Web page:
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The Centers for Disease Control estimates that more than 84 million U.S. adults, or 40% of the U.S. adult population, is prediabetic. According to the recent Prevent Blindness study, “Future of Vision: Forecasting the Prevalence and Costs of Vision Problems,” there are more than 8.1 million Americans with diabetic retinopathy. The projected total cases of diabetic retinopathy will increase by 35% to 10.9 million by 2032, and by 63% to 13.2 million by 2050.
Risk factors for diabetic retinopathy and diabetic macular edema (DME) include all types of diabetes, but women with diabetes who are pregnant and people who have had diabetes for long periods are at particular risk. In fact, as the duration of diabetes lengthens, it becomes not a matter of if a patient will develop diabetic retinopathy but a question of how much. Approximately one-third of patients with diabetes have some stage of diabetic retinopathy, and only half of these patients are aware of it. Diabetic retinopathy is asymptomatic in early stages; therefore, it is critical that patients with diabetes receive routine eye exams to check for and monitor diabetic retinopathy and DME to prevent disease progression.1
However, despite the known necessity of eye exams in patients with diabetes, the American Academy of Ophthalmology (AAO) has found that only 60% of diabetics have annual screenings for diabetic retinopathy and DME.2 The AAO recommends that patients with Type 1 diabetes begin annual screenings 5 years after disease onset, whereas patients with Type 2 diabetes must have an immediate screening at the time of diagnosis and comprehensive eye exams every year or every 6 months. Physicians must impress upon patients the relentlessness of the disease; just because the patient doesn’t have diabetic retinopathy and/or DME currently doesn’t mean it won’t develop.
Screening for DME and diabetic retinopathy should include optical coherence tomography (OCT) imaging, repeat angiograms, and widefield imaging. OCT-A should be included when available. DME can be prevented, and progression can cease, with proper glucose and blood pressure control. The AAO recommends that physicians routinely remind patients the importance and overall health benefits of maintaining near-normal glucose levels and blood pressure. A diagnosis of diabetic retinopathy and/or DME should be communicated to the patient’s primary care physician.
Treatment for diabetic retinopathy and DME pose many challenges for physicians and patients. Treatments include anti-vascular endothelial growth factor (VEGF) injections with agents such as bevacizumab (Avastin, Genentech), ranibizumab (Lucentis, Genentech), and aflibercept (Eylea, Regeneron), which require patients to have medications injected directly into their eyes on a routine basis; laser surgery; and corticosteroid implants, which can be used in combination with other treatments.
Treatment success is heavily reliant on patient compliance and buy-in because treatment requires a long-term commitment. Anti-VEGF injections are needed fairly regularly, especially in the early treatment phases, leading to a significant injection burden for physicians and patients alike. The disease course is unpredictable; therefore, it is difficult to set expectations with patients on the number of injections and treatments needed to control disease progression. Because of these and other factors, noncompliance and loss to follow-up are common in patients with DME and diabetic retinopathy.3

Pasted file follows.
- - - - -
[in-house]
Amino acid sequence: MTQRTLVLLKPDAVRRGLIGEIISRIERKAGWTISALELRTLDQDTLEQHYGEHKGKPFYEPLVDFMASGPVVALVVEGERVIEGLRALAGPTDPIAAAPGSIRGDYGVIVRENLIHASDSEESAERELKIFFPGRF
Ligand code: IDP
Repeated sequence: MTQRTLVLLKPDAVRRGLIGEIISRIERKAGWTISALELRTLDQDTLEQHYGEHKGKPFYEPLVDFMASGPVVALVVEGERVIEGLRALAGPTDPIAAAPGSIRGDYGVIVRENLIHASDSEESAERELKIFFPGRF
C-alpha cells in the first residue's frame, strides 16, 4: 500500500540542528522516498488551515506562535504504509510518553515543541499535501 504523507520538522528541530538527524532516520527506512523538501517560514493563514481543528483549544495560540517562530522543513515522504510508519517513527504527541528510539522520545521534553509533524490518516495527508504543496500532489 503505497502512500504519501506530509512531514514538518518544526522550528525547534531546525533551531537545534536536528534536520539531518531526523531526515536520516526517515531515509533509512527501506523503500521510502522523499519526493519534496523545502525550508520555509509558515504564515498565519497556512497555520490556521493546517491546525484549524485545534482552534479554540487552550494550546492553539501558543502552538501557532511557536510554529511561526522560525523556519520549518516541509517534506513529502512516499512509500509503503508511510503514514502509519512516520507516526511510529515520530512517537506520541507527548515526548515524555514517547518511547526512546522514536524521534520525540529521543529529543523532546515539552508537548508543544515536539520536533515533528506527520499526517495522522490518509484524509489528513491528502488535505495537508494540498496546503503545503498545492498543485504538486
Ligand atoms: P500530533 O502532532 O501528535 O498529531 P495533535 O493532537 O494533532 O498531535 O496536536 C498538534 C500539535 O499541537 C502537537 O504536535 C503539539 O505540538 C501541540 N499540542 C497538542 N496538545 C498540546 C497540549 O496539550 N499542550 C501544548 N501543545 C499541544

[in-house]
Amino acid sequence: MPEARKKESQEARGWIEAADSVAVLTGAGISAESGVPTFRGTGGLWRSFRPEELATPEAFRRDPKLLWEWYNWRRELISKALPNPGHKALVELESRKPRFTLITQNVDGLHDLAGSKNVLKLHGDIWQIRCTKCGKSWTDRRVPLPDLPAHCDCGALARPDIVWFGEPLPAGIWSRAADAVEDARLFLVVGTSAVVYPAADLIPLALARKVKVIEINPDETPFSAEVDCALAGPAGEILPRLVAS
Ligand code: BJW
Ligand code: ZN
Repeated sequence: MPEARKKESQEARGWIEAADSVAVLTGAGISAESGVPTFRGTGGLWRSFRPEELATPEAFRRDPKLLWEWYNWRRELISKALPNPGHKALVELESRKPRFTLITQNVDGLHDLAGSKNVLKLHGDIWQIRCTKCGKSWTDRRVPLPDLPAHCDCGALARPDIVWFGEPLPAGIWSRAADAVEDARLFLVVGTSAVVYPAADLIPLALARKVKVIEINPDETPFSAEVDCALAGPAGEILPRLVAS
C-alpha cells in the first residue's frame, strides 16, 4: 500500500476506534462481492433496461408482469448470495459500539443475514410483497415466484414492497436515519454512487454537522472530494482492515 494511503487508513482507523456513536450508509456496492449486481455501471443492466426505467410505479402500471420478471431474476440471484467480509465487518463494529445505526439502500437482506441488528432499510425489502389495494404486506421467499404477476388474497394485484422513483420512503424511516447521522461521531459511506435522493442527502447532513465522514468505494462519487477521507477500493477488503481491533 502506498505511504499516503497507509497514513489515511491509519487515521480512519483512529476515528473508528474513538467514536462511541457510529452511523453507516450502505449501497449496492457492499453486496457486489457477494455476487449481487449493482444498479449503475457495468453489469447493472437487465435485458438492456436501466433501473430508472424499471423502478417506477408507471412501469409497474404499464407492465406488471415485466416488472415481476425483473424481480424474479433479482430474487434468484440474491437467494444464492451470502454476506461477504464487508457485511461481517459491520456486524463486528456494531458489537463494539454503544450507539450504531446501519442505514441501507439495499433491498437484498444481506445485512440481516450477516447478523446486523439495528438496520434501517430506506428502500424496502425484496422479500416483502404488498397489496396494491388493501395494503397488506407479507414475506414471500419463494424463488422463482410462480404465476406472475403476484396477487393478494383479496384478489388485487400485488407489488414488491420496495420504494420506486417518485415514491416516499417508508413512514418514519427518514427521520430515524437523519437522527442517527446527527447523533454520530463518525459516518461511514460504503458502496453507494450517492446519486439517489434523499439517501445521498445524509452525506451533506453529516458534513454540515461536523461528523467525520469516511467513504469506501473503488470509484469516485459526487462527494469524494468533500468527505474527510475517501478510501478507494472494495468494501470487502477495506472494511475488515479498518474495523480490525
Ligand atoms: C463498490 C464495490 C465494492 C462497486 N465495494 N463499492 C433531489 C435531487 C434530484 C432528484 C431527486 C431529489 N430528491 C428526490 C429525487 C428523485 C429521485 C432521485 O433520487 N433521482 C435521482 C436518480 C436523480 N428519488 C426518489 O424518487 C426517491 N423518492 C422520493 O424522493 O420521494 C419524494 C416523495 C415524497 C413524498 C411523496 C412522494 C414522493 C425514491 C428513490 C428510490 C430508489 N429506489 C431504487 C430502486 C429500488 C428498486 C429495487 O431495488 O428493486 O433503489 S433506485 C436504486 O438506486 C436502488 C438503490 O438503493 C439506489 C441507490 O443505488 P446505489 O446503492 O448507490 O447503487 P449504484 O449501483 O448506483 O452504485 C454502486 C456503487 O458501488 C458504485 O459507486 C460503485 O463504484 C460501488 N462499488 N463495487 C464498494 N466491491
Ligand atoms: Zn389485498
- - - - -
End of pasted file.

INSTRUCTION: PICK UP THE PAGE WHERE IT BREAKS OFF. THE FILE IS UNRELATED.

However, clinical trials have shown that successful treatment outcomes are possible when patients are compliant. For example, the Early Treatment Diabetic Retinopathy Study found that laser treatment reduced vision loss from DME by 50%.4 Protocol T, which compared the safety and efficacy of aflibercept, bevacizumab, and ranibizumab for DME treatment, found that all three agents showed improvements in visual acuity after 3 to 6 months of consecutive monthly injections when baseline visual acuity loss was mild (20/32 to 20/40).5 Anti-VEGF agents are proven to be effective treatments in patients with DME if routine injections are given.
Clinical trials are currently ongoing to further advance the treatment of DME and diabetic retinopathy. The Diabetic Retinopathy Clinical Research Network (DRCR.net), which was founded in 2002 and funded by the National Eye Institute, is facilitating a number of multicenter clinical trials in diabetic retinopathy and DME. The DRCR.net has significantly contributed to research in these diseases through 25 protocols that are either published, enrolling, or in follow-up.
1. Yau JW, Rogers SL, Kawasaki R, et al. Global prevalence and major risk factors of diabetic retinopathy. Diabetes Care. 2012;35:556-64.
2. American Academy of Ophthalmology. Diabetic Retinopathy Preferred Practice Patterns. 2017; v. 2018.
3. Ehlken C, Helms M, Bohringer D, et al. Association of treatment adherence with real-life VA outcomes in AMD, DME, and BRVO patients. Clin Ophthalmol. 2018;12:13-20.
4. Relhan N, Flynn HW, Jr. The Early Treatment Diabetic Retinopathy Study historical review and relevance to today's management of diabetic macular edema. Curr Opin Ophthalmol. 2017;28:205-12.
5. Cai S, Bressler NM. Aflibercept, bevacizumab or ranibizumab for diabetic macular oedema: recent clinically relevant findings from DRCR.net Protocol T. Curr Opin Ophthalmol. 2017;28:636-43.